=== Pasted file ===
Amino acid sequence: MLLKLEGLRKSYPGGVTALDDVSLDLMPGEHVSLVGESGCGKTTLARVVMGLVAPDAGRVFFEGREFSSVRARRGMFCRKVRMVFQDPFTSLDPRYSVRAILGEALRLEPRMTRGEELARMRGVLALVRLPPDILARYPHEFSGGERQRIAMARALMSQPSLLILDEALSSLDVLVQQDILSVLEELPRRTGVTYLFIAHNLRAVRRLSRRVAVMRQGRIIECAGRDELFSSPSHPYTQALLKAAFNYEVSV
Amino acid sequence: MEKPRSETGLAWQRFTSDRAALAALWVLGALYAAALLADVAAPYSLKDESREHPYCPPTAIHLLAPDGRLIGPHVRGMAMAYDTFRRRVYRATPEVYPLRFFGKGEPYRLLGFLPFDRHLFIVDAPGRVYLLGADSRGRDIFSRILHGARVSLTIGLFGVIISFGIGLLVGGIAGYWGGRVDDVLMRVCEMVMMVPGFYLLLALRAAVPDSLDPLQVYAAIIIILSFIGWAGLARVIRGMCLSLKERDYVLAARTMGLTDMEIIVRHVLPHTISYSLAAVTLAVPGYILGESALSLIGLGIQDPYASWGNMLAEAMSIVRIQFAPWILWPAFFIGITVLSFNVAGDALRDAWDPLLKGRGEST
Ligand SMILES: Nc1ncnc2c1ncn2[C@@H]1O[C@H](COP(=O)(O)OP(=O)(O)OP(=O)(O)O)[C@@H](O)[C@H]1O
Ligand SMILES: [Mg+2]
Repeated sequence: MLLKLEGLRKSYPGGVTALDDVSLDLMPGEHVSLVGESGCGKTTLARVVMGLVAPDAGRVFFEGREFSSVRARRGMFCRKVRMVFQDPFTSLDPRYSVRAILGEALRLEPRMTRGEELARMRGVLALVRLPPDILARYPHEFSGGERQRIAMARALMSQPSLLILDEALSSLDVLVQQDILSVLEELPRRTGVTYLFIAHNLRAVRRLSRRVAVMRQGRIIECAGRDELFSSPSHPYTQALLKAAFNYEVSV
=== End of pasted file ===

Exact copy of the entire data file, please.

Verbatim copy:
Amino acid sequence: MLLKLEGLRKSYPGGVTALDDVSLDLMPGEHVSLVGESGCGKTTLARVVMGLVAPDAGRVFFEGREFSSVRARRGMFCRKVRMVFQDPFTSLDPRYSVRAILGEALRLEPRMTRGEELARMRGVLALVRLPPDILARYPHEFSGGERQRIAMARALMSQPSLLILDEALSSLDVLVQQDILSVLEELPRRTGVTYLFIAHNLRAVRRLSRRVAVMRQGRIIECAGRDELFSSPSHPYTQALLKAAFNYEVSV
Amino acid sequence: MEKPRSETGLAWQRFTSDRAALAALWVLGALYAAALLADVAAPYSLKDESREHPYCPPTAIHLLAPDGRLIGPHVRGMAMAYDTFRRRVYRATPEVYPLRFFGKGEPYRLLGFLPFDRHLFIVDAPGRVYLLGADSRGRDIFSRILHGARVSLTIGLFGVIISFGIGLLVGGIAGYWGGRVDDVLMRVCEMVMMVPGFYLLLALRAAVPDSLDPLQVYAAIIIILSFIGWAGLARVIRGMCLSLKERDYVLAARTMGLTDMEIIVRHVLPHTISYSLAAVTLAVPGYILGESALSLIGLGIQDPYASWGNMLAEAMSIVRIQFAPWILWPAFFIGITVLSFNVAGDALRDAWDPLLKGRGEST
Ligand SMILES: Nc1ncnc2c1ncn2[C@@H]1O[C@H](COP(=O)(O)OP(=O)(O)OP(=O)(O)O)[C@@H](O)[C@H]1O
Ligand SMILES: [Mg+2]
Repeated sequence: MLLKLEGLRKSYPGGVTALDDVSLDLMPGEHVSLVGESGCGKTTLARVVMGLVAPDAGRVFFEGREFSSVRARRGMFCRKVRMVFQDPFTSLDPRYSVRAILGEALRLEPRMTRGEELARMRGVLALVRLPPDILARYPHEFSGGERQRIAMARALMSQPSLLILDEALSSLDVLVQQDILSVLEELPRRTGVTYLFIAHNLRAVRRLSRRVAVMRQGRIIECAGRDELFSSPSHPYTQALLKAAFNYEVSV